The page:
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Not Everything Is a Nail

utility hammer vs. premium screwdriver

Across our industry, media organizations persist in treating all assets as though they are the same: equally important and equally valuable. If all you have is a hammer, you might be forgiven for thinking everything’s a nail. But is a tentpole series really the same as a syndicated gameshow?

No. And it shouldn’t be treated as such. Nor should an early morning rerun be treated like a hit movie. Instead, content should be tiered so that its economic value aligns with the type and cost of tool used to process it.

When organizations tie their business systems to their supply chain and allow those systems to describe each asset to the supply chain, then the supply chain can put assets through processes that are commensurate with the returns expected.

Aligning Asset Handling with Asset ROI

In the old television model, the goal of 100% technical accuracy 100% of the time drove how content was handled. This approach treated every single asset as identical and, as a consequence, the work done was identical. The care, the feeding, the concern, the checking, the validating — they were the same for every asset. No matter what that asset was, it was treated as if every asset attracted the same viewership and generated the same revenues.

Now that media organizations have embraced supply chain technology, however, they have access to supply chain metrics and reporting. Seeing this data, they’ve begun to realize that not every asset needs to be — or should be — handled exactly the same way. Some assets can be pushed through with low touch, while others should be guided with much more care and attention.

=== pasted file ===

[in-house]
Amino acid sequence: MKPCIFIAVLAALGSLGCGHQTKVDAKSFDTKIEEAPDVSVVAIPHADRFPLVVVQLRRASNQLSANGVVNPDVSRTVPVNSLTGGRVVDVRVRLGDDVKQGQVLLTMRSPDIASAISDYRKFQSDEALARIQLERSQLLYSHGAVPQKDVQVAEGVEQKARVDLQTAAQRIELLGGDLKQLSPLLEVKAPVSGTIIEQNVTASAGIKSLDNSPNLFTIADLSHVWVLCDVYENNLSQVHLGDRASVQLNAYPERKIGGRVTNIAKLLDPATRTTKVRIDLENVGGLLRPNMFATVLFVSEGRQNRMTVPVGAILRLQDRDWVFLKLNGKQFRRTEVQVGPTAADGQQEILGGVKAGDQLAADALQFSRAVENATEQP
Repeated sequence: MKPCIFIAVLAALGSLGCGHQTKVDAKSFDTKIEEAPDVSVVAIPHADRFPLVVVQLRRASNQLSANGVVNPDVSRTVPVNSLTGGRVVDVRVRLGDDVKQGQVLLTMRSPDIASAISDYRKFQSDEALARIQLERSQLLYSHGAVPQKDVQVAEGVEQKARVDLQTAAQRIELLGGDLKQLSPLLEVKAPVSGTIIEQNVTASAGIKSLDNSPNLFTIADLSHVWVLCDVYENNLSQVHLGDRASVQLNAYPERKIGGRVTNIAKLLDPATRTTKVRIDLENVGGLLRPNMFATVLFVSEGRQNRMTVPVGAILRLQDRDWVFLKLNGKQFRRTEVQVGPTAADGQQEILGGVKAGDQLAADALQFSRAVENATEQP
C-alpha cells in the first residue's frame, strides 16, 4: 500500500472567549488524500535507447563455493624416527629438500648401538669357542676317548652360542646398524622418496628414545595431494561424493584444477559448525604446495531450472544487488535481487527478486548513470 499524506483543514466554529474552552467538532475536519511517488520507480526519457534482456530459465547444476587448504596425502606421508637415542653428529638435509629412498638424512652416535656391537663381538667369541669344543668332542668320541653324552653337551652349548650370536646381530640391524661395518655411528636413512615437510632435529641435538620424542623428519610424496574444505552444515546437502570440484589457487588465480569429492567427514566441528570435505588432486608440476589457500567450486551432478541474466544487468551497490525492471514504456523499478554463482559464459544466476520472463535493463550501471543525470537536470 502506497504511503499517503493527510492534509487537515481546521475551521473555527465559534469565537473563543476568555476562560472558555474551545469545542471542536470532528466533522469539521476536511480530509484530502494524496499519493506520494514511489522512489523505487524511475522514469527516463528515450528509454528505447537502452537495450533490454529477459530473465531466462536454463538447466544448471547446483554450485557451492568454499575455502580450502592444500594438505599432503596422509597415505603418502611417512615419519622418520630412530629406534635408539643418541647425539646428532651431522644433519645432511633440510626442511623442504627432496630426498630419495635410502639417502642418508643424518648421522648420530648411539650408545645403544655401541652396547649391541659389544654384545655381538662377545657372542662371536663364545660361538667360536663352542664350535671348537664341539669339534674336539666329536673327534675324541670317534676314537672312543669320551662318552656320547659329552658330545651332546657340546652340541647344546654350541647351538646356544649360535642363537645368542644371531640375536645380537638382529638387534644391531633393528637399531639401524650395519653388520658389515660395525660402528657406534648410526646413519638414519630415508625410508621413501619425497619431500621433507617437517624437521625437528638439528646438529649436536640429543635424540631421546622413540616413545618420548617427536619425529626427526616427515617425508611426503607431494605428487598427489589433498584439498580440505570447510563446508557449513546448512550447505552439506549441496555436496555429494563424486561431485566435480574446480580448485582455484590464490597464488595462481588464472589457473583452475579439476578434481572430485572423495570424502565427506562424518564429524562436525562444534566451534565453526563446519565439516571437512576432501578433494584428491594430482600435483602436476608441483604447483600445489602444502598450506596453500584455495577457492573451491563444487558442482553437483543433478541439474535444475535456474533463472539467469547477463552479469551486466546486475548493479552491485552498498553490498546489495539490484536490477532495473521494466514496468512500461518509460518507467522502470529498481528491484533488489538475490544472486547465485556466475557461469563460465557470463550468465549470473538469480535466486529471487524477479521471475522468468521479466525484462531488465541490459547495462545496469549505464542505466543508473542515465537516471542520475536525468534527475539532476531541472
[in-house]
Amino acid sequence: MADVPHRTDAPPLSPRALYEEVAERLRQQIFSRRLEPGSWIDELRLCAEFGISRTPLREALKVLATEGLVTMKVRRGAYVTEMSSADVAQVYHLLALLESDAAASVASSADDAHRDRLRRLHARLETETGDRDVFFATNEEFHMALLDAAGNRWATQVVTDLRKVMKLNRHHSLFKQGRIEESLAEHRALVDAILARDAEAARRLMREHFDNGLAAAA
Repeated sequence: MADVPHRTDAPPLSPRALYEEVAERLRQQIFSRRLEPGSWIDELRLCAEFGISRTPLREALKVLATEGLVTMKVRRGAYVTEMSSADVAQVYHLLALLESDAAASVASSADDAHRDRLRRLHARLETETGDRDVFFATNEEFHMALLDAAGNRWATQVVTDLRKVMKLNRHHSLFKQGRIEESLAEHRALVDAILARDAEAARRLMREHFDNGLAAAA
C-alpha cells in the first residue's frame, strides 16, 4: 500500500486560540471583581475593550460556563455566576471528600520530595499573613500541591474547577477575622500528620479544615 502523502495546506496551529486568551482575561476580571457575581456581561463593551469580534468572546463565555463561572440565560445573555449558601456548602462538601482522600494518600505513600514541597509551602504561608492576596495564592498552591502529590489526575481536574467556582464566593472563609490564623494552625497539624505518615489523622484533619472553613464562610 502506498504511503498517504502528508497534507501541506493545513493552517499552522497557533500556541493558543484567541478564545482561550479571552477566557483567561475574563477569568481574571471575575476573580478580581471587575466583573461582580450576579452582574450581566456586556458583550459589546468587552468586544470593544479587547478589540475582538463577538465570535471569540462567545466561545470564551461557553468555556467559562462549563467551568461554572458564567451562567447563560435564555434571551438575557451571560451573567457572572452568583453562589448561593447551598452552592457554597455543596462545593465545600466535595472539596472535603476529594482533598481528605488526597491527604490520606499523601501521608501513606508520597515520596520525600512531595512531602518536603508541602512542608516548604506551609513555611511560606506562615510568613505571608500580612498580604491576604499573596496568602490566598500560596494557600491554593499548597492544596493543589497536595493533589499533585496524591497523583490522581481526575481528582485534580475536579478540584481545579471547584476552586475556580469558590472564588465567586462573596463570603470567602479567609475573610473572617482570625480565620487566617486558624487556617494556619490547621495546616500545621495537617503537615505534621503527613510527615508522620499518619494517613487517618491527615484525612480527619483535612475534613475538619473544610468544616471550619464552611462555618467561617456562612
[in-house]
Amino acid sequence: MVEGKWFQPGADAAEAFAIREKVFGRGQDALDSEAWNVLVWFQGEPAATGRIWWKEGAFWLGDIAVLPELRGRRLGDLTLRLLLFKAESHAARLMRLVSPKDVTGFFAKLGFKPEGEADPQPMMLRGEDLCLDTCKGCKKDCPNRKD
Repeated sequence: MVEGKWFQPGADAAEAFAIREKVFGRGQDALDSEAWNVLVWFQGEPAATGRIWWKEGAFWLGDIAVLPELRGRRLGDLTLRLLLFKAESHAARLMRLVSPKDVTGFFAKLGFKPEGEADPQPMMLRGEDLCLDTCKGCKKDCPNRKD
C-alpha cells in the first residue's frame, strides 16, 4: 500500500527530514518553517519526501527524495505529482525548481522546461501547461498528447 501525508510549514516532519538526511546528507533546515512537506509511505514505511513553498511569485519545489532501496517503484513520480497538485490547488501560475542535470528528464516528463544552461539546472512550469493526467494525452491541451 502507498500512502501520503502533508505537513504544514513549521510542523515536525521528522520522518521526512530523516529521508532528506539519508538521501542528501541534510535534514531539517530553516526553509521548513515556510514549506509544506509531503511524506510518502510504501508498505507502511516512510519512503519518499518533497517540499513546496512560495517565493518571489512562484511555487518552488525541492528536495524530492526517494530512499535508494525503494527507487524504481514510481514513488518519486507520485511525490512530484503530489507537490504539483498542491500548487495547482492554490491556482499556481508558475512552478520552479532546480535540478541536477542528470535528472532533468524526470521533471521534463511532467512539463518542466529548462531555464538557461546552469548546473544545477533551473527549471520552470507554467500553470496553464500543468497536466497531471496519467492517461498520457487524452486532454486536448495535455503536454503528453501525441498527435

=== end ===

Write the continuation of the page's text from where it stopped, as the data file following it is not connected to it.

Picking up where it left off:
white glove holding a media fileIf, for example, an incoming asset is described as a high-ROI asset, then you might use high-value tools to process it. You might take a white glove approach. Perhaps you’d run the asset through automated QC but then, because it’s so important, assign an operator to review it just as a double-check. For issue remediation, you might choose to use specialized tools to address minor imperfections discovered during these checks. But you also have assets that won’t generate as high an economic return, and for them your supply chain might run an automated QC process and leave it at that. It’s a no-touch asset; you never have a human look at it unless the automated tool flags something that needs attention.

For every one of these assets, information from your business systems can inform the actions your supply chain takes in working with that content. Supply chain behaviors can be orchestrated to match the asset’s expected ROI.

Content Tiering: Meeting Different Needs

In past blog posts, we have talked about how understanding “resources per output asset per time” can drive efficiency and make a positive impact on the bottom line. We’ve discussed the value of metadata in the supply chain (and also technical metadata in the supply chain) with the Rally media supply chain management platform. We’ve covered edit in the supply chain, localization in the supply chain, and machine learning (ML) in the supply chain as well.

All these discussions focus on how to make supply chains more efficient. Possibly even more compelling: the impact of bringing business systems into the supply chain too. As media organizations begin to leverage business system data to inform their supply chains, we’re starting to see this process at work.